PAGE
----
Superior Wind Resistance For Retrofit Roof Applications
By Mark James, RetroSpec LLC
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Mark James is President of RetroSpec, LLC. He has been an active contributor to the growth of the retrofit concept in the metal construction marketplace since 1986.
With building code changes over the last decade or so, retrofitting existing buildings in coastal areas with metal roofs have become even more difficult and complex. The changes in code have dramatically increased the load requirements in the edges and corners of a roof - a challenge not easily met by most standing seam panels on the 5’ purlin spacing common in older buildings.
There is an easy solution to these conditions, but before this is announced, allow the following to explain the basics of roof design today and how it relates to retrofitting metal existing buildings.
The vast majority of metal roof manufacturers have tested their products to determine the ultimate strength. This testing reveals that most systems will require panel clip spacing of 2’-6” or less to be adequate in these high load areas.
As mentioned earlier, most metal buildings constructed prior to 1995 have purlins spaced at 5‘-0”. This is a major obstacle when planning to remove the old metal roof and install a new metal roof directly over the existing purlins or even in a metal-over-metal application where the existing roof remains and a structural sub-purlin system is used between the old and new roofs. The extreme pressures in higher wind areas, the edge and corner zones mean the new panel must have clips placed between the existing purlins by adding additional purlins or creating an above old roof, structural “grid” for a metal-over-metal installation.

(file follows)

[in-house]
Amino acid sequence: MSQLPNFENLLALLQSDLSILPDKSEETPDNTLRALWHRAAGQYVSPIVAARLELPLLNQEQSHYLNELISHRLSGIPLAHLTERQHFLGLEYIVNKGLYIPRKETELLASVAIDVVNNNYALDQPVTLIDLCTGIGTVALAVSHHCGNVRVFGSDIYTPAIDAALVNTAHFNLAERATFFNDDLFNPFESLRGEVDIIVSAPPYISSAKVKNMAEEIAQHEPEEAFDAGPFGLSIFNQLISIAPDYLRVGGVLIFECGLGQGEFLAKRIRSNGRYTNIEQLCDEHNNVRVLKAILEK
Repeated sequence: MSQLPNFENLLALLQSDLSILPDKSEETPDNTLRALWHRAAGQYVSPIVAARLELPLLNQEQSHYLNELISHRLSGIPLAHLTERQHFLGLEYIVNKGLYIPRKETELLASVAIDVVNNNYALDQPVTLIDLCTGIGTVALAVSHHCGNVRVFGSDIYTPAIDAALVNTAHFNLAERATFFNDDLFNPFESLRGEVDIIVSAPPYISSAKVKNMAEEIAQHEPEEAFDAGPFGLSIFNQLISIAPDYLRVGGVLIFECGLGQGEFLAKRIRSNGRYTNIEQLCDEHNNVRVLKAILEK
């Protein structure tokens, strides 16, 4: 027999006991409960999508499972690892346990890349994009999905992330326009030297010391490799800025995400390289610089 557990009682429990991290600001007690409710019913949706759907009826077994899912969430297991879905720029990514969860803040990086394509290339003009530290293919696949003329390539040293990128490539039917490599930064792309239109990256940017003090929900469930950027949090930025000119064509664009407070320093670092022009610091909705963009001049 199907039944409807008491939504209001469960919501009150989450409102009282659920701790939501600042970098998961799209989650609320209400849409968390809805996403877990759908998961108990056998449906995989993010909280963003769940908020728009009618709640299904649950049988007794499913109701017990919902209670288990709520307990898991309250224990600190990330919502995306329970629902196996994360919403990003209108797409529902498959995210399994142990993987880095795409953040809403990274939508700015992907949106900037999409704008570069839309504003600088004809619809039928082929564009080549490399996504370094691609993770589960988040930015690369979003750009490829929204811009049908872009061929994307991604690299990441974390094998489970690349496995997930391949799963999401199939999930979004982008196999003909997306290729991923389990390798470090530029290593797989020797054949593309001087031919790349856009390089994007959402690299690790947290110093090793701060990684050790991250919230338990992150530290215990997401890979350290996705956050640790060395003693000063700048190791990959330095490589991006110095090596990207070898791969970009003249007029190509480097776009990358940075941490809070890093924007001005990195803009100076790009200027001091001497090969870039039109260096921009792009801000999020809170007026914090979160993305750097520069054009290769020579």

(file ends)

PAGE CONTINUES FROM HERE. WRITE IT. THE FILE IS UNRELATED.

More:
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The Seventh Street Wharf warehouse in New Orleans, LA (shown above) was one of the buildings battered by Hurricane Katrina in 2005. Problems with the building's R panel metal roof were eventually remedied by installing Architectural Building Components' 238T standing seam metal roof system right over the top. Facilitating the metal-over-metal retrofit was Roof Hugger's factory-notched retrofit sub-purlin. Click image to enlarge.
There are three recognized standards of performance testing for metal roof systems. The one considered “THE” standard in the metal construction industry is the ASTM E-1592 or the American Society of Testing Materials’ Standard Test Method for Structural Performance of Sheet Metal Roof and Siding Systems by Uniform Static Air Pressure Difference. These tests attempt to simulate actual conditions by applying air pressure to the underside of the roofing assembly in a laboratory controlled test chamber, approximately 10’ x 20’. Tests are conducted by applying pressure until panel failure at varying purlin spacing occur. The failure points are recorded and converted into PSF results.
UL testing, is a pass/fail test in a 10’ x 10’ vacuum chamber with the maximum applied force equal to -105 psf.
Factory Mutual FM Standard 4471 is the other nationally accepted test criteria. While this test is very similar to the E-1592, FM projects will have greater pressures to be satisfied. It is typically only used when projects are required to have a FM certification for insurance purposes. Most metal manufacturers have FM tested their metal roofs in order to participate in this segment of the metal roofing market and many can design in accordance to FM criteria, when the certification is not required.